Emotions: Are you allowing them to distract you?
Emotions are just the tip of the iceberg. Allowing yourself to be distracted by the emotion of the day is akin to throwing out the baby with the bath water. Imagine giving in to the emotion of telling your employees or family members exactly what you think of them this could be bad news for all involved! Emotions are like a thermometer; not responsible for causing the temperature but lets you know just how hot or cold the temperature really is at any moment in time.
Why then do people put so much energy into their emotions? We know this goes back to our early evolution as humans and how our fore parents learned what was good for them and what wasn’t. Apparently this part of our brain has not evolved much and still retains its basic abilities to detect situations that we either need to embrace or those from which we must fight or flee. From this perspective emotions are actually great guideposts and warning signals.
What happens though when we are not able to manage these emotions well in the workplace and home? That’s when we find managers failing to actually bring out the best in their people. Recently, a client shared with me how he prepared meticulously to give corrective feedback to a staff.
The staff according to the manager, behaved inappropriately in how they handled an incident report that was shared with one of their clients. The manager said he took time to use the IDARE Coaching model to prepare. He identified his intention for wanting to correct this behaviour then prepared questions he would ask the employee to help them identify their intention for the situation at hand. The manager also asked a few of his colleagues to role play with him the different scenarios the corrective feedback session could take- he was ready. Or so he thought.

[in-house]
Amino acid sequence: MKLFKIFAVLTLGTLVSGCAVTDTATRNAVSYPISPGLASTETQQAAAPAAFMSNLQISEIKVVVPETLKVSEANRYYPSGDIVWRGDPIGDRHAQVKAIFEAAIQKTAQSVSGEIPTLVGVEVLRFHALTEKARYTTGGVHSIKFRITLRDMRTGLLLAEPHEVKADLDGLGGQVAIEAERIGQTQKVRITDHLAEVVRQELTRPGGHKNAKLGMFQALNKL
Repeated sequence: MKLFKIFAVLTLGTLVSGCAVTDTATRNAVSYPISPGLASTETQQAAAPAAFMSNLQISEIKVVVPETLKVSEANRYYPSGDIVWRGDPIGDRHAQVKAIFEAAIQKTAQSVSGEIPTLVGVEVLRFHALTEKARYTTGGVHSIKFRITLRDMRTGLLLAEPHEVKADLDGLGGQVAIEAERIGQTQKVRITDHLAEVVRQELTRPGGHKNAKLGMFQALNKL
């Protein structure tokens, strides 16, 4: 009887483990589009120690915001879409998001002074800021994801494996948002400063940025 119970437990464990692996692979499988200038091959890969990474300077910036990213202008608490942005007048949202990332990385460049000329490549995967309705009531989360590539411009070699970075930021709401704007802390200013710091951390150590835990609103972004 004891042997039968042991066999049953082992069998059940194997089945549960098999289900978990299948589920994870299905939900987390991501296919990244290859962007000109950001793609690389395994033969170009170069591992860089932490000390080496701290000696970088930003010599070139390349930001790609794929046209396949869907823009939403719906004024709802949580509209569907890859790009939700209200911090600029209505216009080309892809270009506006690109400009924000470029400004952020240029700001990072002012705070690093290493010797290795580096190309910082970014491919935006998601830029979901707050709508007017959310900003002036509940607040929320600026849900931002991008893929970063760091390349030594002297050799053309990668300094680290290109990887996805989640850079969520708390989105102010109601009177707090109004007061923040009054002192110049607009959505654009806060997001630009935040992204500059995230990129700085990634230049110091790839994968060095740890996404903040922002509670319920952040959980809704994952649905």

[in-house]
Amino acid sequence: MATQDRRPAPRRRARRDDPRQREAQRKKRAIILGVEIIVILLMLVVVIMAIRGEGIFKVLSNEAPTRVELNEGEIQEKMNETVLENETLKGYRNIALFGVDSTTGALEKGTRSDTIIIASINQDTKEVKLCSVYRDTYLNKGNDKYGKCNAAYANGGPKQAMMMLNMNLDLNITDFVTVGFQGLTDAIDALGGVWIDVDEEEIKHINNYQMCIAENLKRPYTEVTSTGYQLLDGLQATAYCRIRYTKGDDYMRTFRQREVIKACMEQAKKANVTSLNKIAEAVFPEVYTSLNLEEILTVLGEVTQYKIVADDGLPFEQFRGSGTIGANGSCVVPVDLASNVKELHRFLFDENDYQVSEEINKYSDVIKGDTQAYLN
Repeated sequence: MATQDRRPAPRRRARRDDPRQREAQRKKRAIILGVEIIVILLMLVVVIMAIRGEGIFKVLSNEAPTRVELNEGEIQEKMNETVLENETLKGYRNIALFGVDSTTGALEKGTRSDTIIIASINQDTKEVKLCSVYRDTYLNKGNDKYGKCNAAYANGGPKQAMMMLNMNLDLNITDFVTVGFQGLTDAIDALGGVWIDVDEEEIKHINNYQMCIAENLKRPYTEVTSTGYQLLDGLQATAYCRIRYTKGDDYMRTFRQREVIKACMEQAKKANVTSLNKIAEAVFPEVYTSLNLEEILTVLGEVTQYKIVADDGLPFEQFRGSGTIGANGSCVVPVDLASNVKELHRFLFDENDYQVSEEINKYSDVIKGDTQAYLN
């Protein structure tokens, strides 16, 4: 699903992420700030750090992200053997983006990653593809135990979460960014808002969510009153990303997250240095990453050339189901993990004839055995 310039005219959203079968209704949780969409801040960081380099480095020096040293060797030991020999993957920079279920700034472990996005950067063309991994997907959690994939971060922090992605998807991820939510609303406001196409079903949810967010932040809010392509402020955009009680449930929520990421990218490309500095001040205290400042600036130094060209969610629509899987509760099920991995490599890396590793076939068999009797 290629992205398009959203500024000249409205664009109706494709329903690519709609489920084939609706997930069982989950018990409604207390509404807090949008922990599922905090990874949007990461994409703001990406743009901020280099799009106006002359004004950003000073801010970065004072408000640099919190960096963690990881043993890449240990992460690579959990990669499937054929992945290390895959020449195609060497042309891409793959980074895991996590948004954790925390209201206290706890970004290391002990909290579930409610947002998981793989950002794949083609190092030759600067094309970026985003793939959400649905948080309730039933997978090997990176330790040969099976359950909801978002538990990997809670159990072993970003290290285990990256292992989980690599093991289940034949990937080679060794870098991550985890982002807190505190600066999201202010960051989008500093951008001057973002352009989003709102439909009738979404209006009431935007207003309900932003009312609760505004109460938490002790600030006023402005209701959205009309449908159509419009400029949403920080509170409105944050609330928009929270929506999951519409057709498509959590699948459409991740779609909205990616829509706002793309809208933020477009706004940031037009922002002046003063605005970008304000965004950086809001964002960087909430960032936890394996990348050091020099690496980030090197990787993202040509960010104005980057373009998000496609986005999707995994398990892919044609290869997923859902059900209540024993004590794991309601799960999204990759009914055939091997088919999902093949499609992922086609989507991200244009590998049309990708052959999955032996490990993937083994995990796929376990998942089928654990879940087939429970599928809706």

Upon asking the staff member to join him in his office for a brief meeting- the staff member started saying how sorry he was as soon as he sat down! The manager hadn’t even said a single word about why they were meeting! The staff member began to apologize profusely even getting pretty emotional in the process.
This threw the manager who started reacting to the emotions being displayed. He started asking why the staff member was sorry, then he apologized for this emotion! What happened was the preparation for giving corrective feedback was almost fully forgotten! The manager shared he was able to squeeze in what needed to change but felt it wasn’t handled effectively in a coaching leadership style.
What went wrong in this scenario? The employee either consciously or subconsciously distracted the manager with his emotional display and of course the manager allowed himself to be distracted! Below are some points to consider how not to allow yourself to be distracted by emotions:
- Recognize emotions are fleeting. They can change like the wind and as a result you cannot use them to make decisions
- People can share or catch emotions. Be aware of the contagious nature of emotions and take the necessary precautions not to be infected
- Emotions are like a thermometer. They are not responsible for how hot or cold the temperature is- they just let you know the temperature
- Acknowledge the emotion that the person is displaying. Show them empathy as this helps to calm them down and help them feel you are on their side
- Look past the emotion and dig deep to the issue that is responsible for the emotion being displayed
- Use a process to map out how to manage situations. The IDARE Coaching Model is great for this once you know just how fleeting emotions are and how much they can distract you from the real issue.
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Here’s to loving how you live, work and play!